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Top smartphone appsj college students should utilize CALENDAR 2 EDITORIAL 3 SCIENCE&TECH 4 SPORTS 6 HELP WANTED 7 • VOL 84 ISSUE 31 MONDAY, OCTOBER 21,2013 WWW.WSUSIGNP0ST.COM Shutdown affects more than just government workers BY MATTHEW HOLMES correspondent | The Signpost Ogden businesses, from chain restaurants to ma-and-pa shops, are feeling the effects of the government shutdown. For example, many of the downtown eateries lost their frequent foot traffic from the many IRS buildings in the area. "Once the government shut down, it really cut down our lunch rush," said Nichole Munford, an employee at Lucky Slice Pizza. "Our main lunch crowd is people from the IRS . . . but not even our regulars came in during the shutdown." The shutdown also had an effect on the contractors who worked on Hill Air Force Base. Rio Vista Management, a small-business government contractor, works across the nation on various government installations. Adam Roberts, a Weber State University alumnus and contract manager for Rio Vista Management, said the fallout from the government shutdown has been widely felt in his line of work. Many people who worked on Hill Air Force Base were put out of work by the shutdown and had to sit tight while their jobs were put on hold due to stipulations from the government. "We received stop- work orders on three of our projects from three different government agencies, and that means no cash flow for the duration of the shutdown for Rio Vista and its subcontractors working on those projects," Roberts said. For many already living paycheck to paycheck, having their only source of income cease has made life difficult. "It's hard enough to keep cash flows consistent in the construction in dustry, and the shutdown really complicated that," Roberts said. The shutdown didn't only affect people in the work force. It also affected people's plans to visit the recreational venues Utah has to offer. Utah officials opened up a few national parks using state funding so the parks could still be enjoyed. Some hunters were unable to participate in the migratory waterfowl hunt, which opened on Oct. 5, when the Bear River Migratory Bird Refuge, Fish Springs National Wildlife Refuge and the Ouray National Wildlife Refuge closed. However, those who flocked to local swampland and the marshlands around the Great Salt Lake, such as WSU sales major Scott DeYoung, were still able to get out and enjoy hunting on opening day. Ducks Unlimited has ranked the Great Salt Lake wetland area eighth in the nation among the best places to chase waterfowl. The shutdown forced hunters who would normally hunt at the Bear River Migratory Bird Refuge to the local spots, such as the Harold S. Crane Waterfowl Management Area or Ogden Bay, causing safety is sues among hunters and stress on the birds. "The opener of the 2013 waterfowl season was the most dismal opener since I can remember," DeYoung said. "Due to the fact that Bear River Bird Refuge was closed because of the government shutdown, it forced hunters to hunt in two locations rather than three." The government now reopened, local businesses, restaurants, companies and people can likely look forward to things getting back to normal. Comment on this story at wsusignpost.com College Town Color Dash unites students, community BY DANIELLE MURPHY news reporter | The Signpost Weber State University hosted the College Town Color Dash in conjunction with WSU President Charles Wght's inauguration on Oct. 19. Students ran from the WSU campus to Ogden Municipal Gardens on 25th Street. Participants had color thrown at them at the finish line. "President Wight is an avid runner, so we wanted, during his inauguration week, some portion of that week to reflect who he is (and) what he believes in," said Bev Rudd, director of special events at WSU. "So we came up with a run. It originally was a half marathon, but that became way too complicated. There are a lot of people in the community that would not run a half marathon, so we thought, to get the students involved, we would just do a 5K, the college color run." This is the first year WSU has hosted a color run, and students were geared up and ready to run the 5K with Wight, who has participated in 35 marathons. "We put advertising out into the Ogden city," Rudd said. "We put a challenge PHOTO BY TYLER BROWN | THE SIGNPOST Weber State University President Charles Wight celebrates as he crosses the finish line at the Color Dash. out to all of the clubs and organizations at WSU that if they sign up using the promo code 'runlO,' then there is another section of the registration page that asks for the club or organization. The club or organization that has the most runners will receive $500." The race drew in around 700 participants. PHOTO BY TONY POST | THE SIGNPOST A group of Weber State University students hold hands while people throw colored chalk at them during Chuck's College Town Color Dash. "It was Bev Rudd's brain," said Wight before the run. "She knew I had been a runner in my past . . . and she came up with the idea of a color run and ran it by me, and I said OK. I have never actually done a color run before, so this will be a new thing for me as well." Registration started on Iune 1 and went up to Oct. 18, the last day before the race. All the proceeds went to the Dream Weber program. "Dream Weber is a need- based scholarship program that was started here in about 2010, and it leverages federal Pell grants," Wight said. He said the scholarship is good for up to eight semesters. "It's a really good scholarship. It's a full ride." Following the race, runners and community members could enjoy a DI and another color throw. Community members and students who are not runners were able to participate in the color toss at the end of the race and show WSU pride. "I think this is wonderful for the community as far as promoting health goes," said Susan Thor- nock, nursing department chair. "It also helps us recognize WSU as being pro-health. I think it starts the year off by focusing on a healthy attitude." Dane Lobdell, the first runner to make it to the finish line, came in covered in purple and a smile. See COLOR DASH page 5 New donation will integrate arts into children's education BYRAYCHEL JOHNSON editor-in-chief | The Signpost In an effort to promote the arts at the elementary education level, the Telitha E. Lindquist College of Arts & Humanities announced last week a $3 million donation from the Sorenson Legacy Foundation. The grant, which will fund an endowed arts program in elementary schools, will partially fund the endowed chair, who will implement and oversee art-integration programs. "In this time, when arts are under fire in schools, this is a gift, a very generous gift," said Tamara Goldbo- gen, the newly appointed Beverley Taylor Soren- son-endowed chair for arts learning. Goldenbogen, whose background is in children's theater, has taught and presented workshops all over the world, including Australia and South Korea. Goldenbogen said she believes engaging children's curiosity and imagination through the arts will benefit them in the long run. "I think the arts do that uniquely — engage the imagination," she said. "They can engage curiosi- ty." ' Goldenbogen said integrating kinesthetic and visual elements into subjects like science, math and social studies helps students remember the material. Although the idea of integrated arts program is nothing new to schools in the community, Goldbo- gen's job is to expand the existing program and help teach university students how to incorporate the arts into the core curriculum. Due to the grant, WSU See GIFTS page 5 SOURCE: LINDQUIST COLLEGE OF ARTS & HUMANITIES Tamara Goldbogen, the newly appointed Beverley Taylor Sorenson-endowed chair for arts learning, will create and expand arts-integration programs.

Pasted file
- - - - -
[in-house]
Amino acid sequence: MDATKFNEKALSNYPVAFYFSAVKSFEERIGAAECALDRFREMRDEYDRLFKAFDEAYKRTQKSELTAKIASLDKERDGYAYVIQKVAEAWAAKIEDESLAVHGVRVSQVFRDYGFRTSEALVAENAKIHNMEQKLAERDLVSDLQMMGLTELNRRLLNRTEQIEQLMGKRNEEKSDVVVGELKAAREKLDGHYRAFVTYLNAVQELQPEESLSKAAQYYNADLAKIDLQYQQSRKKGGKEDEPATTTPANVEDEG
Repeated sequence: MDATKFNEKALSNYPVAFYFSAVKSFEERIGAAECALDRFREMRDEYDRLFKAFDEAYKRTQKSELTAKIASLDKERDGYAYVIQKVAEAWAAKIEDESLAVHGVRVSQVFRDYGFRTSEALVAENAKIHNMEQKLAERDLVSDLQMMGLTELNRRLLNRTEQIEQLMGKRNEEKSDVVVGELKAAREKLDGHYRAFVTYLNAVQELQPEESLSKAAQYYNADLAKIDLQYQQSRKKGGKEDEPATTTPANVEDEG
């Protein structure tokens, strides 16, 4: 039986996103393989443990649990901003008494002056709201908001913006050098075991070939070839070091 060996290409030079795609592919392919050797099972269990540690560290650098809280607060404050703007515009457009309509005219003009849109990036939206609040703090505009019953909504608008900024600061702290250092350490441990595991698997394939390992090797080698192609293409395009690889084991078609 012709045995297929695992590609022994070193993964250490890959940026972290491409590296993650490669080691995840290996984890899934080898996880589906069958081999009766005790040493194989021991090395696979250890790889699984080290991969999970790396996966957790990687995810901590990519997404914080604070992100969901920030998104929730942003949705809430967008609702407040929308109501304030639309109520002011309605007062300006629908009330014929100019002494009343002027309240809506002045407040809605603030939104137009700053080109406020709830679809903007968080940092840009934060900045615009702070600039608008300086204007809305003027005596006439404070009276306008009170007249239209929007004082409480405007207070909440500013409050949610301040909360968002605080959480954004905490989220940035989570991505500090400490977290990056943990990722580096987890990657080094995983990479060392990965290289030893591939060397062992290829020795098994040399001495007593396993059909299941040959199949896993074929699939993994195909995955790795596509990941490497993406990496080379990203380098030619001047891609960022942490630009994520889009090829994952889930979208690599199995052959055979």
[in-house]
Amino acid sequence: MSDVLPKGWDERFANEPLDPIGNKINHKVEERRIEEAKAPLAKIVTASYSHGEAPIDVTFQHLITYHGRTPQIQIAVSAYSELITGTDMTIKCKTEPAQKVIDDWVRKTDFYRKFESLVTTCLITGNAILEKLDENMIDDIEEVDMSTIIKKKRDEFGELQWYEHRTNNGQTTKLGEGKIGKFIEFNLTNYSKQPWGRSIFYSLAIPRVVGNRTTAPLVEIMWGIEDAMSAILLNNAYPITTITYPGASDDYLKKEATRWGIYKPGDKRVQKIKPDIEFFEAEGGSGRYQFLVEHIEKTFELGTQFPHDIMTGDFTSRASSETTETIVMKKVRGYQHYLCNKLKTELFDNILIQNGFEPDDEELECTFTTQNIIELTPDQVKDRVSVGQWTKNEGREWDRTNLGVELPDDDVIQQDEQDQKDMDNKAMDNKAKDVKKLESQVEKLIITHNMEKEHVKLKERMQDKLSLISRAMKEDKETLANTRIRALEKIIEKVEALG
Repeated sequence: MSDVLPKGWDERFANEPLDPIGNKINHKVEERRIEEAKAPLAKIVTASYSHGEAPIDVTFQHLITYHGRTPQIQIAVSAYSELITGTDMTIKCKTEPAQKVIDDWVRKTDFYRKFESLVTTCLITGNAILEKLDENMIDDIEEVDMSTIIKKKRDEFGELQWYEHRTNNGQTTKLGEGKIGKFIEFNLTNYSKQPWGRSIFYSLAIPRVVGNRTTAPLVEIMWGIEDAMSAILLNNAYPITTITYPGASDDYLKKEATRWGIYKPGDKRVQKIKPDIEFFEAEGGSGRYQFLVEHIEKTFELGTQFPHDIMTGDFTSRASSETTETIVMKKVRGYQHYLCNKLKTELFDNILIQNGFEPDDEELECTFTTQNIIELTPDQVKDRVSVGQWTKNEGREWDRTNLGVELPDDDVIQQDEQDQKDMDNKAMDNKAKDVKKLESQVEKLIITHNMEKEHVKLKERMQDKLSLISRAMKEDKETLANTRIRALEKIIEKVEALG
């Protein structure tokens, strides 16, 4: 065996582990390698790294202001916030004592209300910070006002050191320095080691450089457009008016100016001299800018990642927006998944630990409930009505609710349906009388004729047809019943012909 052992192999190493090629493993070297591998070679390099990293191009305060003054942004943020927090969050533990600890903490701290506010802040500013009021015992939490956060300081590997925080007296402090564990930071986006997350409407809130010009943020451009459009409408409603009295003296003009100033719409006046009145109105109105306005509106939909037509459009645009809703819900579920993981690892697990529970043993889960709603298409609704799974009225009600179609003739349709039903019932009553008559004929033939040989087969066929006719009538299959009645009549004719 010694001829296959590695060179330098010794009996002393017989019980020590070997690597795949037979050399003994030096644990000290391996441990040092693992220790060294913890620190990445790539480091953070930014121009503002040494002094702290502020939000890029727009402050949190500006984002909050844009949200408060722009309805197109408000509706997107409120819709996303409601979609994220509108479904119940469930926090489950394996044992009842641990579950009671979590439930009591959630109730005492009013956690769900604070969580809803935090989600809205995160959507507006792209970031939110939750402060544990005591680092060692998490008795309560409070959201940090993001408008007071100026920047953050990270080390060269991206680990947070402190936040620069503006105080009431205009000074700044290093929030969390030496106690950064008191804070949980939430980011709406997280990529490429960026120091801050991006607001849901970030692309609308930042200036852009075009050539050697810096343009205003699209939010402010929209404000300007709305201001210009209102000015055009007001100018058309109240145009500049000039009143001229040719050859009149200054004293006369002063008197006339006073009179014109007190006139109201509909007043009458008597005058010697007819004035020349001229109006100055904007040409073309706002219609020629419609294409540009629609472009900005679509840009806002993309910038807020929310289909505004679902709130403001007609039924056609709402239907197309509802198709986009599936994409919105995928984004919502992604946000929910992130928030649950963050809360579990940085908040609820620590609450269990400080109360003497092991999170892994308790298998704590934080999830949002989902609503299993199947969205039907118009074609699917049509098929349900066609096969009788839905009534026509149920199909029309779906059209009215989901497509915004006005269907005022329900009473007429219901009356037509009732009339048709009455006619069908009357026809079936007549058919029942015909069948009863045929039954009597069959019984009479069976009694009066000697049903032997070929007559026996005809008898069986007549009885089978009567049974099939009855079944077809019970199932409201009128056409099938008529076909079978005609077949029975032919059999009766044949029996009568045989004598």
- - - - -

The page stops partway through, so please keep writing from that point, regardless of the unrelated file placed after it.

|Title||Signpost (Weber, Utah), 2013-10-21, Vol. 84, No. 31|
|Creator||Weber State University|
|Contributors||Associated Students of Weber State University; A generous grant from the Utah State Library and the Institute of Museum and Library Services.|
|Description||Weber's current student newspaper, the Signpost, first appeared on September 29, 1937. For two years prior to that time, campus news was disseminated via announcements posted on a bulletin board known as the "Signpost". As a result, the masthead of the first issue of the paper itself featured a rudimentary wooden sign with the title spelled out in rustic-looking letters. Over the years the paper has been published continuously, though the look, size and style has changed several times.|
|Subject||College student newspapers and periodicals; Weber State University|
|Publisher Digital||Stewart Library, Weber State University|
|Rights Management||Public Domain. Courtesy of University of Archives, Stewart Library, Weber State University.|